Faculty News

Fall 2023

UGA Entomology is excited to welcome three new faculty members: Dr. Lewis Bartlett, Dr. Erich Schoeller, and Dr. Shayla Salzman.

Lewis J. Bartlett Assistant Professor

Lewis Bartlett comes to us by way of Leeds, West Yorkshire, UK. He earned his first degree at the University of Cambridge in Natural Sciences (zoology) and his PhD at the University of Exeter/University of California – Berkeley. He spent a few years wandering about in topics between the paeleoecology of megafaunal extinctions, habitat fragmentation as it matters to global animal conservation, the behavioral ecology of captive breeding programs for extinct in the wild species before settling on bees and disease for the last 10 years.

Lewis became interested in entomology as a youth while entertaining himself on fishing trips with his dad by catching bugs and watching David Attenborough documentaries on rainy days in England.

In the future of his research lab, Lewis said, “I dream my graduate students will be happy, my undergraduate students excited, my postdocs confident and me – well-funded!”

Erich Schoeller Assistant Professor

Erich Schoeller’s interest in entomology began with a fascination with an insect-filled cabinet at his grandfather’s house. His first goal was to collect his own specimens which eventually led him to study entomology and then a career in the field. Erich studied at the University of Wisconsin-Whitewater (B.S.), Louisiana State University (M.S.). University of California-Riverside and University of Florida (postdoc).

The Wisconsin native’s research program is focused on developing best practices for integrated pest management of controlled environmental agriculture “CEA” (high tunnels, greenhouses, vertical farms, and other protected structures). As a research and extension program, he conducts both basic and applied research to provide science-based solutions for managing arthropod pests to the CEA industry. One of his primary research efforts aims to better understand how various factors contribute to the success or failure of biological control programs targeting arthropod pests in controlled environments. He utilizes a multifaceted approach ranging from elucidating the basic biology of species to understanding production-level impacts on insect populations.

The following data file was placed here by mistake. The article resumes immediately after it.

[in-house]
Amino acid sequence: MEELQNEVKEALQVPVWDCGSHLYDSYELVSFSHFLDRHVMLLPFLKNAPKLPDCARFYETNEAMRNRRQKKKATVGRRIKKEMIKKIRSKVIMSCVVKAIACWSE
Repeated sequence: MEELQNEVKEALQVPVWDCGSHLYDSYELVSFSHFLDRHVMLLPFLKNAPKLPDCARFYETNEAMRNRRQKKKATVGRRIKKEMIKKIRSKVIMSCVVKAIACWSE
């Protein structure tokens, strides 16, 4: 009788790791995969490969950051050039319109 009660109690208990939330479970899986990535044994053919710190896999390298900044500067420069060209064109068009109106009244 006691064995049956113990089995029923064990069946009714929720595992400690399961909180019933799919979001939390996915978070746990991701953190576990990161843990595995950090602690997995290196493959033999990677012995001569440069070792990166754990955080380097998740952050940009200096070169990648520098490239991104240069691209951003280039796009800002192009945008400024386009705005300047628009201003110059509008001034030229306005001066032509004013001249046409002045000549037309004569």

“I am not afraid of taking risks or of failure with my research. Be it wading through cottonmouth-infested Louisiana swamps looking for bark beetles or getting bitten by dogs when surveying ornamental pests in urban landscapes, I will get the job done,” Schoeller promised.

Shayla Salzman Assistant Professor

Dr. Shayla Salzman considers herself to be a “hippie nature girl” who took an adventurous, non-traditional route to a career as a chemical ecology entomologist. A high school dropout who eventually graduated from Harvard University, Salzman got interested in plant-insect interactions while working on an organic farm. She earned her B.S. at the University of California-Berkeley and completed her graduate studies at Harvard University with her PhD in Organismic and Evolutionary Biology. She then was awarded an NSF Postdoctoral Research Fellowship in Biology to work at Cornell in Neurobiology.

Concerning her research, Salzman said it is fundamentally about relationships and communication with her interests focused on the why and how organisms communicate and the ecological and evolutionary outcomes of the relationships. She is specifically focused on specialized mutualist relationships between plants and insects.

“As in humans, clear communication is key to relationship longevity so I seek to understand the chemical ‘language’ of plants and insects, and like a therapist, I try to understand if the signal that one partner is producing is being clearly perceived and if it is producing the desired results,” Salzman explained, adding that she is particularly interested in multi-modal signaling which is all of the myriad ways that these organisms communicate.

In her lab, she hopes to build a large research program that is supportive and welcoming to students and collaborators and provides a much rounder perspective of biological communication.

Raised in Georgia and then living all over the country, Salzman is glad to be back home and part of the UGA family.